We are excited to be holding the “Going Global” cross-practice, multi-track seminar again this year, 26 November in Osaka and 28 November in Tokyo. Our IP speakers will guide participants through the following issues:

 


  • Advanced trademark issues: What Japanese companies need to know about prosecution and enforcement in the U.S. and the EU

This year, we are delighted to present an advanced level program that will provide an in-depth review of current trends and case law impacting Japanese companies with businesses in the U.S. and the EU. The program brings together an experienced team of practitioners who have represented some of the top name brands in the world, who will walk you through the most recent developments in their respective jurisdictions. Please join us to keep abreast of the current trends and the future of developing and protecting your brands.

Click here for more details (English and Japanese)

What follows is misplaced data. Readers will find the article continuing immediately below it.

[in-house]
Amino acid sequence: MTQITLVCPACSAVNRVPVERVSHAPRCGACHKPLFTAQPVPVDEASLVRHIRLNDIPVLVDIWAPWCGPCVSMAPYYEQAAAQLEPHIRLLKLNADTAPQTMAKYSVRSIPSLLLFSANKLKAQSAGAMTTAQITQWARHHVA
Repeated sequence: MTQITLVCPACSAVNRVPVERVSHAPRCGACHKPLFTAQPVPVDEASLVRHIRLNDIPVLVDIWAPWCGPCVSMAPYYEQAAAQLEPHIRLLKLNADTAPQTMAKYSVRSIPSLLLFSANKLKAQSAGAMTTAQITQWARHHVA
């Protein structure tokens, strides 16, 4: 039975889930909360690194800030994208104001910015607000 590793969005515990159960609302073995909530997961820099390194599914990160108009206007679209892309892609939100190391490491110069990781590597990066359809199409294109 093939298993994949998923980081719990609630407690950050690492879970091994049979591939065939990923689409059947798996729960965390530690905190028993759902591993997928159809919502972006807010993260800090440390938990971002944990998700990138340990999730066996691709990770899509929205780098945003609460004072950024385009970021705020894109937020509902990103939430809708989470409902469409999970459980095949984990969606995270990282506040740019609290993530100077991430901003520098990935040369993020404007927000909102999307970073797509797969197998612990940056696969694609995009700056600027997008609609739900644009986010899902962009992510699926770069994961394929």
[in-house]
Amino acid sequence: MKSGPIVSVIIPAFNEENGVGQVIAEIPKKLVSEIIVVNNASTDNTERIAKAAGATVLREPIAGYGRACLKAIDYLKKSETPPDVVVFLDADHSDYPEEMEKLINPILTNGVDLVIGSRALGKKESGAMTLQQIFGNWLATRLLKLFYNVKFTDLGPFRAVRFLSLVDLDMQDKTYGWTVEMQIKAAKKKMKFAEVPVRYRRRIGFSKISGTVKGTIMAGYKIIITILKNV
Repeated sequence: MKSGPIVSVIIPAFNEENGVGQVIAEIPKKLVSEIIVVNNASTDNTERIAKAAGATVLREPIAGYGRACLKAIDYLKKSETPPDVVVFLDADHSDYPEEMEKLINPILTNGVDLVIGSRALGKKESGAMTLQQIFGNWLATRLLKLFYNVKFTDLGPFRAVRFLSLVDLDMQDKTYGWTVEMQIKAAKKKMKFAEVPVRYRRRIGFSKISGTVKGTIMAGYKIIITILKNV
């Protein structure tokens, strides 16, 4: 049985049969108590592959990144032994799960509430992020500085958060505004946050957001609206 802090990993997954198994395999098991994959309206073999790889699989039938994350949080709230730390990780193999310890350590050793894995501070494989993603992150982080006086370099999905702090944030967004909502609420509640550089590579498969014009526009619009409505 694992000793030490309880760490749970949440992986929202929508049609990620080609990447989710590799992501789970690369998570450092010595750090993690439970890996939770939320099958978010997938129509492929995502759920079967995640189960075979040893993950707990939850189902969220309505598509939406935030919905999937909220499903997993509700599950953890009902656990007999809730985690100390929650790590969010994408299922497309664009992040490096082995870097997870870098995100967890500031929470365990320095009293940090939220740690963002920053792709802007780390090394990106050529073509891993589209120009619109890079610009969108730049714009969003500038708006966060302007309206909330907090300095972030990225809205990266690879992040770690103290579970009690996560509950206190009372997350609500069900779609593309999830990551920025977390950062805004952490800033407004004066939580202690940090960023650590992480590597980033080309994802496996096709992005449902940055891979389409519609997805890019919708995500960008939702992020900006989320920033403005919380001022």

• Global patent updates for technology companies: Venues and issues of increasing importance for Japanese companies wishing to avoid or resolve disputes on the global stage

This year, we will share insights from our recent international and multi-jurisdictional matters (including patent-related licences, settlements and other agreements) to provide strategic advice for Japanese companies involved in patent matters. In addition to discussing recent and planned reforms to venues and patent practice, and will provide an update on key patent issues with a particular focus on standard essential patents (‘SEPs’) in the U.S., the UK, Europe, China, and Japan.